October Glory – Acer rubrum

October Glory – Acer rubrum

The common name for this beautiful maple is apt. Acer rubrum is one of the most widespread trees in eastern North America but this particular young specimen, planted in 2011, is growing at the entrance to FOTA House. It’s living up to its name “October Glory” and stands out among the other trees there, showing off at this time of year.


Fota Acer rubrum


This oval-shaped tree is beautiful all year round, with small red flowers in spring, distinctive leaves, reddish seeds and even red stalks and twigs.



Acer rubrum seeds (google images)

But it comes into its own now, when it gets its autumn colour branch by branch, some in August, more in September and the rest in October. In this part of the world, depending on its growing condition, it may have more of a pinkish/orange tinge compared to the blaze of red colour in the US. According to www.sciencemadesimple.com, ” The bright reds and purples we see in leaves are made mostly in the autumn. In some trees, like maples, glucose is trapped in the leaves after photosynthesis stops. Sunlight and the cool nights of autumn cause the leaves to turn this glucose into a red colour.”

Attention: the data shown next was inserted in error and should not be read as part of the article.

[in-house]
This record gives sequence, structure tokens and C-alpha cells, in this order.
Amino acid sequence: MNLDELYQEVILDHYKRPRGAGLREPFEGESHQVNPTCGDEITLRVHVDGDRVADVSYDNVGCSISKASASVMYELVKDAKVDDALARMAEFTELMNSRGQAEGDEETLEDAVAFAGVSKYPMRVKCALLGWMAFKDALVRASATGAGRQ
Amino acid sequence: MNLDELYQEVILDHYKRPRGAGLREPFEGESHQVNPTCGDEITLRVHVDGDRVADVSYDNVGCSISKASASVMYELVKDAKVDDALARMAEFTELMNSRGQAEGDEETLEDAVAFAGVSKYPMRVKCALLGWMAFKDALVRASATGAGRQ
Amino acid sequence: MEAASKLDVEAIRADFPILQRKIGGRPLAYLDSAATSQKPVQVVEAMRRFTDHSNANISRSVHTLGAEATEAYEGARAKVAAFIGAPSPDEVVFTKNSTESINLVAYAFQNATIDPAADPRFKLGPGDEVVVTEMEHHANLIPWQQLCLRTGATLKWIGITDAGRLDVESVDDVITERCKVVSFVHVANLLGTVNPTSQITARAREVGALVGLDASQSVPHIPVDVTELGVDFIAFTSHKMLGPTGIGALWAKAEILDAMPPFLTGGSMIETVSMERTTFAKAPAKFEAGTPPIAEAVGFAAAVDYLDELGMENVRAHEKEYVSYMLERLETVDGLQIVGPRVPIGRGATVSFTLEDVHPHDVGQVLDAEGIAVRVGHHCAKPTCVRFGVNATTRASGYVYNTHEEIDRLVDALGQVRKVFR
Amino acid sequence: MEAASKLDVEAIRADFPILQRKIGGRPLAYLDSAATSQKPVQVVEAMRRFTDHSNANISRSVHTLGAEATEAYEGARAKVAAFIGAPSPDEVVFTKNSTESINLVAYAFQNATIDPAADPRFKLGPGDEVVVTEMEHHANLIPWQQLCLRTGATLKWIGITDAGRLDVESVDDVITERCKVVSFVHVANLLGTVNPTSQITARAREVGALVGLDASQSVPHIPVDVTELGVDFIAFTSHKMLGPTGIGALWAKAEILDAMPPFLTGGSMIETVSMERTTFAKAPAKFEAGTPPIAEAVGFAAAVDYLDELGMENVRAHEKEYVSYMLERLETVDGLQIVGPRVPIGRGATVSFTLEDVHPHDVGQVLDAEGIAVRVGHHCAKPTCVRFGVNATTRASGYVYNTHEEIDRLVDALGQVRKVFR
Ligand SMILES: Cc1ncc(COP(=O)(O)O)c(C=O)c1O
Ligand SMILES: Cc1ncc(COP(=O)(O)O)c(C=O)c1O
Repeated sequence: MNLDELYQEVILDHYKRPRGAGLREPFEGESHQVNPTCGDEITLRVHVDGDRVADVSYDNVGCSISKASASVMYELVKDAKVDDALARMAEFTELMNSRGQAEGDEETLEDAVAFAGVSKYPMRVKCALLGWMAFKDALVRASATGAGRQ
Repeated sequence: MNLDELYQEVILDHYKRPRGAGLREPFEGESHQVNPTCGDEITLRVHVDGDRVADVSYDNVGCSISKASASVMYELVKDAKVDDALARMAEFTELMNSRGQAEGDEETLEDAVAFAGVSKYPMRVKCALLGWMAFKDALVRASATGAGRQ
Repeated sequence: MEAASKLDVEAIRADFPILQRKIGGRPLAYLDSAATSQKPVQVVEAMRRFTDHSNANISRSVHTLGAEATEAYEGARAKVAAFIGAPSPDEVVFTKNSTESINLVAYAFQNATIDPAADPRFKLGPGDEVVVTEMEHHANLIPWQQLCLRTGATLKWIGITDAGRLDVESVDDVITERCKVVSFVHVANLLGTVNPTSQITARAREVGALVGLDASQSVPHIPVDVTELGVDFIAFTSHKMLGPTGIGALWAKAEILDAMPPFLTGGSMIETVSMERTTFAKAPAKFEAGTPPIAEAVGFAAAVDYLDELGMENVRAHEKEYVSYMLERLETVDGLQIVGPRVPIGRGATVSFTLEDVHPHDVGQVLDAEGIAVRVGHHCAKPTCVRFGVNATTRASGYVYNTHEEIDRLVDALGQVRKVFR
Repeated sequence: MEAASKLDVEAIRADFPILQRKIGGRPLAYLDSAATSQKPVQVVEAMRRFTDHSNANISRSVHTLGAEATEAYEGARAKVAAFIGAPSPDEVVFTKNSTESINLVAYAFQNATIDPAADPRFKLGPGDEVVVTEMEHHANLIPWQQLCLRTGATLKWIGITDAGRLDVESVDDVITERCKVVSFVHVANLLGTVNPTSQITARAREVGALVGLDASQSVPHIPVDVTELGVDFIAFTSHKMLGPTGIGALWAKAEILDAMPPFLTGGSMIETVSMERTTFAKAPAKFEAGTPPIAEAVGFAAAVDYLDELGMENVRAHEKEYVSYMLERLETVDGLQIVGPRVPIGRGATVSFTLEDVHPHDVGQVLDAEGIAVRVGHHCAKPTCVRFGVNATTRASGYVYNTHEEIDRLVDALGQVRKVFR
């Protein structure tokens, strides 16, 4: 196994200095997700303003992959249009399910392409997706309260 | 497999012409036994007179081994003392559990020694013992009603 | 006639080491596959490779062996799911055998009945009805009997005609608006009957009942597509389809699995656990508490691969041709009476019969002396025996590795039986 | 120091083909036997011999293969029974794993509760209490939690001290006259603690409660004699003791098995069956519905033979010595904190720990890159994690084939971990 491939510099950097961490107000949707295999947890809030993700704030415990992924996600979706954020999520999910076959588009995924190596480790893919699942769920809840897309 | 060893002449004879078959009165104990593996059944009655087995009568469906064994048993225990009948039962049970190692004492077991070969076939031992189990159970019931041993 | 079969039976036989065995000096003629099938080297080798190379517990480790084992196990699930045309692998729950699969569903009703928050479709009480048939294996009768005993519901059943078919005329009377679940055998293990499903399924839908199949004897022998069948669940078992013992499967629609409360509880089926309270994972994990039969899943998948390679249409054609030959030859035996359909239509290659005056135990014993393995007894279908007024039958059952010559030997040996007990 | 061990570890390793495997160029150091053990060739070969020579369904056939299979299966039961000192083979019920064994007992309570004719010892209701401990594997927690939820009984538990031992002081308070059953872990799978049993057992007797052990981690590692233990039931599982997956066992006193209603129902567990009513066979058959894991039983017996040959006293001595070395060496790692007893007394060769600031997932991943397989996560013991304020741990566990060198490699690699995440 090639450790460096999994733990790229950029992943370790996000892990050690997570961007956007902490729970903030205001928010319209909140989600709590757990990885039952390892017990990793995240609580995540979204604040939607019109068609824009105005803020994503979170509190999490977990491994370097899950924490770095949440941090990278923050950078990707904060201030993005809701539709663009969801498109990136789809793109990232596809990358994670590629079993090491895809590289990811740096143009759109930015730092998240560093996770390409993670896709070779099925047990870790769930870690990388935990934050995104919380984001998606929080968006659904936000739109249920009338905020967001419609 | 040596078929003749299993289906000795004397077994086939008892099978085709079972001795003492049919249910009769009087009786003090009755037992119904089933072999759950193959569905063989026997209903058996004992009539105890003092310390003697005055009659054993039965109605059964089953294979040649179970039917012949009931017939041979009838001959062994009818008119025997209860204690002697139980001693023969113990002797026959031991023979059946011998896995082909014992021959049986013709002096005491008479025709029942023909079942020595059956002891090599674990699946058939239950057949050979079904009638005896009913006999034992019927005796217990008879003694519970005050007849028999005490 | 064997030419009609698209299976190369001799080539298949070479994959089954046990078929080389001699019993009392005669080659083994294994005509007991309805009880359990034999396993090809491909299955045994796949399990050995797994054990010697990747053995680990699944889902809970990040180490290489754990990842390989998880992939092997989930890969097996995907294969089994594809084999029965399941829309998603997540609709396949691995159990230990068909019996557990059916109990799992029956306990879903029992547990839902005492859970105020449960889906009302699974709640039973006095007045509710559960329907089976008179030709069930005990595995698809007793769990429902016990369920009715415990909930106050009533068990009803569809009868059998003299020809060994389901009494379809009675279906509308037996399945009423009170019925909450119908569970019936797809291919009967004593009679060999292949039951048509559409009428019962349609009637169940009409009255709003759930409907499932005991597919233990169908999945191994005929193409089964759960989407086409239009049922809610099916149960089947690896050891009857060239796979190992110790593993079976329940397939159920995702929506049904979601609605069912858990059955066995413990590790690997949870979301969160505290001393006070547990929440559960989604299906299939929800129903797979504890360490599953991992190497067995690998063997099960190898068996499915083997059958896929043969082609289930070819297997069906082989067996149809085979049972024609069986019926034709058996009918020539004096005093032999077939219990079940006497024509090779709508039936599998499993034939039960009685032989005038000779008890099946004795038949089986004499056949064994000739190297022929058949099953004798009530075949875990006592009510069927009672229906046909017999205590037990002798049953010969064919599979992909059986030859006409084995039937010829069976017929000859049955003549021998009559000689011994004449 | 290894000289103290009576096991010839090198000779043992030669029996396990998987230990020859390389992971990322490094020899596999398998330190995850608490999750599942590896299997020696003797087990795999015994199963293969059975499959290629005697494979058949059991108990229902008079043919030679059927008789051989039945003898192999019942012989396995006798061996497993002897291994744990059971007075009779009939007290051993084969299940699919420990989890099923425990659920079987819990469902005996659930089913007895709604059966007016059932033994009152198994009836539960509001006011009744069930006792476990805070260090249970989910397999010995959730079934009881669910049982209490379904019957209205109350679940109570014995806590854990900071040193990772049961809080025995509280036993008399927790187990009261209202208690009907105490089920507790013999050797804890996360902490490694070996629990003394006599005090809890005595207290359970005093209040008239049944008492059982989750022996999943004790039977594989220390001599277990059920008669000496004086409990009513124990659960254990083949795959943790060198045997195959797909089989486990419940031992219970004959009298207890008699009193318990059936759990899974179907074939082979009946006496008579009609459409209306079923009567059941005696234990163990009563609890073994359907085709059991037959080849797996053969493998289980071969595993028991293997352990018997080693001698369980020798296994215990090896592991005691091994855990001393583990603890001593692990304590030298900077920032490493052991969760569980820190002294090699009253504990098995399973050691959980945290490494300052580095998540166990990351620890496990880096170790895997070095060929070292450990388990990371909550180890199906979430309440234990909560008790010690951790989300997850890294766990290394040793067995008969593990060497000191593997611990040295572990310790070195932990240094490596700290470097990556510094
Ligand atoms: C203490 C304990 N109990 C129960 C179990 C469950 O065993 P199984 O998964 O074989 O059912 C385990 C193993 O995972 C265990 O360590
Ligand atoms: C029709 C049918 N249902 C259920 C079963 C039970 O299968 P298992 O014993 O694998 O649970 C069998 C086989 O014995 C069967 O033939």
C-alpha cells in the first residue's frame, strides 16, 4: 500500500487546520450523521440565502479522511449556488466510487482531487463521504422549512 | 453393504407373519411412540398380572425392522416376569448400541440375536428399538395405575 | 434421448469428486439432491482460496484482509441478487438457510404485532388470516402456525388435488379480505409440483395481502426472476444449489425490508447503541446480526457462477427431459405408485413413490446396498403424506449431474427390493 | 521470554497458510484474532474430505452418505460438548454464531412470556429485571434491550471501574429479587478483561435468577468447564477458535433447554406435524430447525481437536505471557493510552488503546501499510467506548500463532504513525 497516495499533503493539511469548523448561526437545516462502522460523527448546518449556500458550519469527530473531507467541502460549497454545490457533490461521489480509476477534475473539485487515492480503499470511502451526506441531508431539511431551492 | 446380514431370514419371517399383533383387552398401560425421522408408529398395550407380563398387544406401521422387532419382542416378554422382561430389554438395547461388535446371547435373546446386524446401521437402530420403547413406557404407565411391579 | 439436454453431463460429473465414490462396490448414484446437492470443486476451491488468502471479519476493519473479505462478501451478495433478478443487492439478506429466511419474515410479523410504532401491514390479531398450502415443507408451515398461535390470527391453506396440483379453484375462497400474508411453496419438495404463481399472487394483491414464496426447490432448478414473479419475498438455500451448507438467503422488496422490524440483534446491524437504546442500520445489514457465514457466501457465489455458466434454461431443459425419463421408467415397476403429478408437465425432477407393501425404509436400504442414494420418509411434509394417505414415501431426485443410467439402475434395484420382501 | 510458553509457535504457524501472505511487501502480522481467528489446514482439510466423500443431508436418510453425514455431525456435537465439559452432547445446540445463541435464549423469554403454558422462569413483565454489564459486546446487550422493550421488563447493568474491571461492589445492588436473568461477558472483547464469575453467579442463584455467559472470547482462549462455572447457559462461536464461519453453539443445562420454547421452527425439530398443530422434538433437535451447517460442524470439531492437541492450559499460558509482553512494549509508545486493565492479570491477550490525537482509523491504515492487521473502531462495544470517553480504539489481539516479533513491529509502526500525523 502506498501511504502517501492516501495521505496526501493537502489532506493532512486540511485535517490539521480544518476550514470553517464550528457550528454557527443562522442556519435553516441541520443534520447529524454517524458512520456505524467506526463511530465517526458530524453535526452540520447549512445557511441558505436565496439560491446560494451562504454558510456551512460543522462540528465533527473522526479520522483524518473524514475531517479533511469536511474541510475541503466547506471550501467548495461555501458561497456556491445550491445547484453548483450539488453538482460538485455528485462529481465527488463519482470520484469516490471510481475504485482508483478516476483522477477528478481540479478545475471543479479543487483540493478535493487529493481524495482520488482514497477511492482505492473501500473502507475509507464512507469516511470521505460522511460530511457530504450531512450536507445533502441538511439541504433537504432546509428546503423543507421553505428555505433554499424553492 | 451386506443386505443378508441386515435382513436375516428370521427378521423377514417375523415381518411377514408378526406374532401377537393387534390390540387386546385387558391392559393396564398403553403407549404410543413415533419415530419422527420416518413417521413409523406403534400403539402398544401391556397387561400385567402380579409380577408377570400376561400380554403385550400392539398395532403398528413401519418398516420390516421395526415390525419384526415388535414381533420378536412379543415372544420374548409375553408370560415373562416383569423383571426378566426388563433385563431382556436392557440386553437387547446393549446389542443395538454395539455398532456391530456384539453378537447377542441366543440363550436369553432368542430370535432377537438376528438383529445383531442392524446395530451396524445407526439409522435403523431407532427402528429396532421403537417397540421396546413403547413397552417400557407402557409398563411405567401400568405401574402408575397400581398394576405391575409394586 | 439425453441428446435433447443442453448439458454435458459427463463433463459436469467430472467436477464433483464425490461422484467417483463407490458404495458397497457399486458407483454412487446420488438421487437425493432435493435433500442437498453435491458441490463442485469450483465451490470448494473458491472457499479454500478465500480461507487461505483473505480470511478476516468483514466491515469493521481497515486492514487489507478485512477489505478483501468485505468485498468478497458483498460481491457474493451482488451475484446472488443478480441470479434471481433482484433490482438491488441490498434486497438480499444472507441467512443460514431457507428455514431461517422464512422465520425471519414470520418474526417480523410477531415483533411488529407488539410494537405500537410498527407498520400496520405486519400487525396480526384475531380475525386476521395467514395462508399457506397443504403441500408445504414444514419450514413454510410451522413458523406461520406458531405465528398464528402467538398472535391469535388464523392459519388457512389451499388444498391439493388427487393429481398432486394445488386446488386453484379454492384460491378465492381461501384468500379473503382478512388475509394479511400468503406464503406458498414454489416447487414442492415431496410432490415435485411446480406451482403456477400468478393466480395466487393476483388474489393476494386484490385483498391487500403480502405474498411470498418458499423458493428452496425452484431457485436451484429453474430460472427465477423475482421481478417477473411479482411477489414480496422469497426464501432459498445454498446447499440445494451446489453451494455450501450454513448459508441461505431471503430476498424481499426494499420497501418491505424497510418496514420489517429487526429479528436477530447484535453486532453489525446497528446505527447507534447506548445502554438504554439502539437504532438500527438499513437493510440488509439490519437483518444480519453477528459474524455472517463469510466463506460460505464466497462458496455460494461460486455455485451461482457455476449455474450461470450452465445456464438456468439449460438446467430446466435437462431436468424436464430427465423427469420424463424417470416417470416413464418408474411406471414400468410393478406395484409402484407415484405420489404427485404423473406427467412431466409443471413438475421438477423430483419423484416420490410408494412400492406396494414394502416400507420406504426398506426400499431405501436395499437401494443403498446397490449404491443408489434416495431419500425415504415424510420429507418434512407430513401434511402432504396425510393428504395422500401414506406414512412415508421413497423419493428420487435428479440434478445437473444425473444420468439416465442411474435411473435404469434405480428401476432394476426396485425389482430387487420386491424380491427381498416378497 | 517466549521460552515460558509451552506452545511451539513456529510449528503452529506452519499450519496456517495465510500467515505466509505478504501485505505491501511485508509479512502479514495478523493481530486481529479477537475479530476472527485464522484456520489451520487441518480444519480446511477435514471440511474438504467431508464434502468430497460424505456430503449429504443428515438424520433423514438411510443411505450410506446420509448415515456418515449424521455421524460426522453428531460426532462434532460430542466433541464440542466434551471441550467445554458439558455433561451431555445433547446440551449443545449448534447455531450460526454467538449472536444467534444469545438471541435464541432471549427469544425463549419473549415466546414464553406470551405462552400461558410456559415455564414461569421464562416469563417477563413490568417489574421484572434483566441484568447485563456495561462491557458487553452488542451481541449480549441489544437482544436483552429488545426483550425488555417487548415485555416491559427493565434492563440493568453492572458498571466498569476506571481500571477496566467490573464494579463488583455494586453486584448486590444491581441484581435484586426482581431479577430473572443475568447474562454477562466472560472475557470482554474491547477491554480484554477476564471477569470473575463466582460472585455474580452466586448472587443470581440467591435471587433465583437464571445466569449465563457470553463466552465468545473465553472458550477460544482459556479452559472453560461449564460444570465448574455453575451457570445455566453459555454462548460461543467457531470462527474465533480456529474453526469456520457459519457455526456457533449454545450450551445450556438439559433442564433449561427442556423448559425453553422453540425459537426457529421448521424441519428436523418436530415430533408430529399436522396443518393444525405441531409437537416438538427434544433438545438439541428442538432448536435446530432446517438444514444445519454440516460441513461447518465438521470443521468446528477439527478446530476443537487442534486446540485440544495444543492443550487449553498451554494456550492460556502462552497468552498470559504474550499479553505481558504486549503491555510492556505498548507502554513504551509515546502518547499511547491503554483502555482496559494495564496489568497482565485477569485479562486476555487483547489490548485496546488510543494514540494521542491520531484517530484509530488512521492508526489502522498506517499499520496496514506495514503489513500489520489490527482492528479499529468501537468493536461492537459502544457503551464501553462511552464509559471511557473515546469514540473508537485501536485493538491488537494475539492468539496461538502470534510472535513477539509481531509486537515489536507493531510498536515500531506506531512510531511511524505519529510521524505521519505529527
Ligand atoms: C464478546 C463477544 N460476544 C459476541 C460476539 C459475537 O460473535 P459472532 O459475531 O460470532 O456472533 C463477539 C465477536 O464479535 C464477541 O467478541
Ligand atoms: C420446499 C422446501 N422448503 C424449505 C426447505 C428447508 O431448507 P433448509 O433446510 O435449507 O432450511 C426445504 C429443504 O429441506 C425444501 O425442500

Most acers like reasonably moist conditions and this helps them hold onto their leaves for longer. They like shelter.


October Glory at Fota

They grow to around 50 ft and lives for around 150 years. Apart from forests, it does well in suburban settings, as it’s quite tolerant of pollution, as long as it has enough room for its roots. But its horizontal roots can cause problems with paving nearby.

Given how dry this autumn has been, we’re happy to have our acer still in leaf.

It’s obviously a happy tree.